Following an encouraging showing at the 2010 curtain raiser, the Bahrain Grand Prix, the Force India F1 Team now heads to Australia in a buoyant mood for the second round of the FIA Formula One World Championship. Tonio Liuzzi, contesting his first full race season since 2007, secured two points in Bahrain while Adrian Sutil qualified in the top ten and raced to 12th position at the flag fall, setting the second quickest lap of the race in the process.
The team has reason to be optimistic for the next race as new aero developments will be introduced, while test and reserve Paul di Resta will make his free practice debut on Friday. The young Scot will replace Adrian Sutil in FP1 as he seeks to gain further track time and experience behind the wheel of the VJM03.
In Bahrain Tonio finished ninth and 'best of the rest' behind the eight cars from the four pacesetting teams. Were you satisfied with that?
Dr Vijay Mallya, chairman and team principal: It's what our objective was over the winter. We set ourselves an internal objective of finishing fifth in the World Championship. I know there's a long way to go, but it's a right start. We've got a solid car to start with, and we've got a good base, and now it's about the development rate for the rest of the year. It was fantastic for Tonio to have scored points for the first time since 2007. Adrian's second fastest lap means there's also some good for him to take out of the race too. I think we all acknowledge that last year our progress was sporadic - on some tracks we were very quick, on others not so good - so to come out this strongly is a really good step forward. With the new upgrades we have in the pipeline for Australia I can say with every faith that we can carry the momentum forward.
Paul di Resta will be driving one of the cars on Friday in Australia. What is the thinking behind that?
VM: Paul is a very good driver and has a lot of potential. But as a third driver the question is how he can use this potential if there's no testing in-season. This is a good solution all round, he can learn the car and the tracks in real time and therefore spend his simulator time helping to develop the car, which will be of real benefit to us. The race drivers are very supportive of the move - they've all been young drivers one time!
How has the reaction been in India to the team's success?
VM: Formula One is growing by leaps and bounds in India. Firstly they have an Indian team and now, in the form of Karun Chandhok, they have an Indian driver. The fans now have genuine interest to hold on to. Sure, people were aware of the big legends of the sport - Ferrari, Michael Schumacher, Lewis Hamilton - but for them to have tangible, identifiable properties is the difference between a minority sport and national interest. With the Indian Grand Prix now looking very promising it's really building - you've got these heroes and now you can go and watch them too. You can see the interest growing day by day, on our social networking site we've got more than one million followers.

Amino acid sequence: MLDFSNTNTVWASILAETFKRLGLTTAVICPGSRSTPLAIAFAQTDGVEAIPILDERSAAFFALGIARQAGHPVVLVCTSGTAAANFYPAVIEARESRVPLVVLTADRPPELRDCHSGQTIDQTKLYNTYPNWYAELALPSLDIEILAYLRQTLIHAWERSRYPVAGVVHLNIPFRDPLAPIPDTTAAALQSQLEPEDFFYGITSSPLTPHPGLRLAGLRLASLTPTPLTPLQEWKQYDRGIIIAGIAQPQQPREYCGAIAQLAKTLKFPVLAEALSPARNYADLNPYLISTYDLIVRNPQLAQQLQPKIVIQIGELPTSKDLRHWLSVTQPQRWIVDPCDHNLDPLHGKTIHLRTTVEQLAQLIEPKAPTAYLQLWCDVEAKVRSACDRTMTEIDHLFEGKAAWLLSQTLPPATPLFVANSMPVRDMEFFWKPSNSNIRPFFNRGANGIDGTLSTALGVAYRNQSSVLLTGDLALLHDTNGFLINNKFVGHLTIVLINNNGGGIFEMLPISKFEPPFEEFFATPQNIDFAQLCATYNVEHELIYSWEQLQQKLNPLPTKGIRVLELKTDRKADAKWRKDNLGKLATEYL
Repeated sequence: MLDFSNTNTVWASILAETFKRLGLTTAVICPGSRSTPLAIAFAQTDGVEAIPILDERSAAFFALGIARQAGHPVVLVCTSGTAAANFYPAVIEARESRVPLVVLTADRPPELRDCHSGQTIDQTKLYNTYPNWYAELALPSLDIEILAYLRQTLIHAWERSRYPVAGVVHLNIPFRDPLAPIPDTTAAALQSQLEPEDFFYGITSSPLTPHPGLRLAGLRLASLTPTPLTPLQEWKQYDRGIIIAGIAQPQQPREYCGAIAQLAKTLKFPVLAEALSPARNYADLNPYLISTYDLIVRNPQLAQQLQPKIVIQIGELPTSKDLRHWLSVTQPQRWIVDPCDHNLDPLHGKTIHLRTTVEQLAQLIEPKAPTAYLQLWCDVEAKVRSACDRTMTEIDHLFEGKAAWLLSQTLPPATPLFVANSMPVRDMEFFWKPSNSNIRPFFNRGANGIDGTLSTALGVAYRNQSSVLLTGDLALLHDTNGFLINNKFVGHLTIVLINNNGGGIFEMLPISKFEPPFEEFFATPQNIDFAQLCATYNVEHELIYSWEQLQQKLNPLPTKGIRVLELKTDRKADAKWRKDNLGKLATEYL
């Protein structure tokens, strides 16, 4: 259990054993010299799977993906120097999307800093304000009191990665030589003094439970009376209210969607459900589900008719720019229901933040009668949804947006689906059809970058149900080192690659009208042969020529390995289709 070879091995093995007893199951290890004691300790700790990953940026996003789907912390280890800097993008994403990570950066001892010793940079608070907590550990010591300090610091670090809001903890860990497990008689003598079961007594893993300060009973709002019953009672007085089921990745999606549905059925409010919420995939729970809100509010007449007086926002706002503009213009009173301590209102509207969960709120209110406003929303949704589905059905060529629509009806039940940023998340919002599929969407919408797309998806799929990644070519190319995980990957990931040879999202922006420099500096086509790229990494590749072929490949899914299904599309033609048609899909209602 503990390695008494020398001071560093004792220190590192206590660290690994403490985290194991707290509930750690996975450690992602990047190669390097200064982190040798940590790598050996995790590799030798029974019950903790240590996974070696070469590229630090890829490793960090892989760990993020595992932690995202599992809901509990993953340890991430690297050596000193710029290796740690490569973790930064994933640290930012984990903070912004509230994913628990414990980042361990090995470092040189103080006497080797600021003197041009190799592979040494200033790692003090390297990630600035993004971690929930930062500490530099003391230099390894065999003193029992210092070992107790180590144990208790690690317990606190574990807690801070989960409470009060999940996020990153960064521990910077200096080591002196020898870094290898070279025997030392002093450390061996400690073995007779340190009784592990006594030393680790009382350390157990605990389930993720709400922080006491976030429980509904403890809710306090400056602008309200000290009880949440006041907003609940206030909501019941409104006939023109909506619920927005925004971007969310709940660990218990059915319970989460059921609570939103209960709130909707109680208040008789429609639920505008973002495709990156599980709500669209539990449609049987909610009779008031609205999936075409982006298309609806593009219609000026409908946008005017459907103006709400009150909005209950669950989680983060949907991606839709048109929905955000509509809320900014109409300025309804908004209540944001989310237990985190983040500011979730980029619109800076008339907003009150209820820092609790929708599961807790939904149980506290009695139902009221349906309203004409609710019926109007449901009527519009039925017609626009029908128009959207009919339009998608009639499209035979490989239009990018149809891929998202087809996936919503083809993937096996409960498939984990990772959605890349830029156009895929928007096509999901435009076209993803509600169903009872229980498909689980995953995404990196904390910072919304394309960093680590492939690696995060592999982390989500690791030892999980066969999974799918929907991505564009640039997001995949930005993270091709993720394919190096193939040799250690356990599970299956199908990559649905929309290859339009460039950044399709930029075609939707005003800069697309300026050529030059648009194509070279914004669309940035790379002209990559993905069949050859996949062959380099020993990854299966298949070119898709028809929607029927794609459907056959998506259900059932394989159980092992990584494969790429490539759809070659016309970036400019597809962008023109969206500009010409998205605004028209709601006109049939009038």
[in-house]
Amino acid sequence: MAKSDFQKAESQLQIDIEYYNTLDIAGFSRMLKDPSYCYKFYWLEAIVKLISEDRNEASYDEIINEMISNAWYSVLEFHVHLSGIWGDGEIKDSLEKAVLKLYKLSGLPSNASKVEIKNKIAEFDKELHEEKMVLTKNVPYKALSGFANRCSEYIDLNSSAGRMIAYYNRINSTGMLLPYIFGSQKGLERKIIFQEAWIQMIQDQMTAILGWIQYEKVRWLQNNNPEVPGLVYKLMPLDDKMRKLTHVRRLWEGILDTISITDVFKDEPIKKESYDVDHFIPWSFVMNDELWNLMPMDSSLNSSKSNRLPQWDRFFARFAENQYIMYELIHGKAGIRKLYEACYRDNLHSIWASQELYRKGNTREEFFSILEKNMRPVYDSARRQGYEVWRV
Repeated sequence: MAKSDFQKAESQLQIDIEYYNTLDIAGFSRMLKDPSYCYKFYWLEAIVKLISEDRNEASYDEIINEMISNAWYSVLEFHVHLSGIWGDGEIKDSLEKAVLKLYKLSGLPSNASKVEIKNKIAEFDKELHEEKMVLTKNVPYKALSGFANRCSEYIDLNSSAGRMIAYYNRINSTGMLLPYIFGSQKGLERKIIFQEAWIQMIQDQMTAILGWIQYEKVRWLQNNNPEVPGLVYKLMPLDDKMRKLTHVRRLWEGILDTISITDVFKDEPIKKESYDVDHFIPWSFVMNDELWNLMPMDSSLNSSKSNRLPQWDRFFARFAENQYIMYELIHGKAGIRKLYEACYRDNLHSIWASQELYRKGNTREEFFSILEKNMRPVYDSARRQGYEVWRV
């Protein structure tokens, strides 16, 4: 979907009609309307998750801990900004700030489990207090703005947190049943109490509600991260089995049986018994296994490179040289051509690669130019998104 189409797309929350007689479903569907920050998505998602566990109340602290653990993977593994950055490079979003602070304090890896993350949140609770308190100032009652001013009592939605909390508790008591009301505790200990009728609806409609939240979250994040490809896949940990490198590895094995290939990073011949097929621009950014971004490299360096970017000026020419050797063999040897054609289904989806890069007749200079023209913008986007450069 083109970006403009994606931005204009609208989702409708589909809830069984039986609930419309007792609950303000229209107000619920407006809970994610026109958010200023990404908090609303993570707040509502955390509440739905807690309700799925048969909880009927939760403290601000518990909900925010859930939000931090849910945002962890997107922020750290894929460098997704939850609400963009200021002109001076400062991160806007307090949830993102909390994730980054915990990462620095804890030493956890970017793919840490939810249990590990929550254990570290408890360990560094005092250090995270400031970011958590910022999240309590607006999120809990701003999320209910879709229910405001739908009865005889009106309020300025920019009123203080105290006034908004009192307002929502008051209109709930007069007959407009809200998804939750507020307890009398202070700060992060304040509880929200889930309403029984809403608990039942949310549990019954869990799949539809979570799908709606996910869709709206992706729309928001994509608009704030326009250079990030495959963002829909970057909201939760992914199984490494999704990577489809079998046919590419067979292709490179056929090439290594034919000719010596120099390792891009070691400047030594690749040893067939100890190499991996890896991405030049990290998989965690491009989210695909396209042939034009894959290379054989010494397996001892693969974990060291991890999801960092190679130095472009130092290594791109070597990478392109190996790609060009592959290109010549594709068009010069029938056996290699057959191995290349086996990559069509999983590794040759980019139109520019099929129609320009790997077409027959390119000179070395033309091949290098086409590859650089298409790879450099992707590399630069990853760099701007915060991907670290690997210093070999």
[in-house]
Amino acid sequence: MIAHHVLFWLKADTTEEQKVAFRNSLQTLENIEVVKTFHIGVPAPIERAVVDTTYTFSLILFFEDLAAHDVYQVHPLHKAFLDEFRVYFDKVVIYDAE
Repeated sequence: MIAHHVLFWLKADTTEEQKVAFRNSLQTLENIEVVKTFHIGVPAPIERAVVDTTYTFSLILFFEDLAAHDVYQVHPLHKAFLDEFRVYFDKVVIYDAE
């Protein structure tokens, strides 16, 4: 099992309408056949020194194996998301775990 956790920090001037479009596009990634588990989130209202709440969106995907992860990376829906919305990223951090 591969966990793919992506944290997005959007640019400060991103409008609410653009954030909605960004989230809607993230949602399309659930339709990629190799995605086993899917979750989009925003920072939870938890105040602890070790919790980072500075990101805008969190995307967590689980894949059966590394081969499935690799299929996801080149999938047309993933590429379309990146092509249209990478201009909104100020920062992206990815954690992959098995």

How would you review Bahrain?
Adrian Sutil: I think it was a very good start to the season. We were very competitive in free practice, I was quickest in FP1, and then again in qualifying where both Tonio and myself were in the top 12. Last year we didn't get through to Q2 in Bahrain so to come out and be in the top 12 is really positive. Everything went well until the start of the race for me and then I dropped back down the field but from the team perspective at least one car got into the points. But now we want to go even higher in Australia. I think there is still potential to improve everything and get close to the top five or six.
From your perspective how was the racing in Bahrain?
AS: Well, after the start I dropped down to 21st position and I came 12th at the end of the race so it shows that you can overtake and have a good race. OK, some of the cars I passed were the new teams and we had a performance advantage over them, but in the midpoint of the race I was fighting with Kubica [Renault] and the two Saubers so you can pass with the new regulations, it was just higher up the field that people were very cautious. But then at the first race of the year you never know really how everything will behave in race trim. You do long run simulations in testing, but until you have the field around you it's can never be 100% representative. Under these circumstances it's natural to take care as you don't want to be a DNF in the first race. But last year's Bahrain Grand Prix was also not that interesting, with only refuelling and pit stops so never really overtaking possibilities. I think every driver was a bit cautious as it was the first race and we had to go a long distance on the soft tyre and nobody really knew the best way to call it. Now we will go to Australia and tweak it a bit more to the limit and start to be a more aggressive. I think there will be some more overtaking.
Looking to Australia now, what are your thoughts on the Albert Park circuit?
AS: It's one of my favourites. It's quite a nice street circuit with a few run off areas through a park so it's very beautiful. But it's also very challenging with a lot of quick corners and a few slow speed corners so altogether it's a great circuit to race on. I also have a lot of history there - I made my race debut for Spyker at the track in 2007, it was where Force India made their race debut the next year and then last year I was ninth. If we can get that position again this year that's two points! We've got to aim for this or higher - I'm pretty happy with where we were in qualifying and how we performed in the Bahrain race so we've got a lot of reasons to look forward to Australia now.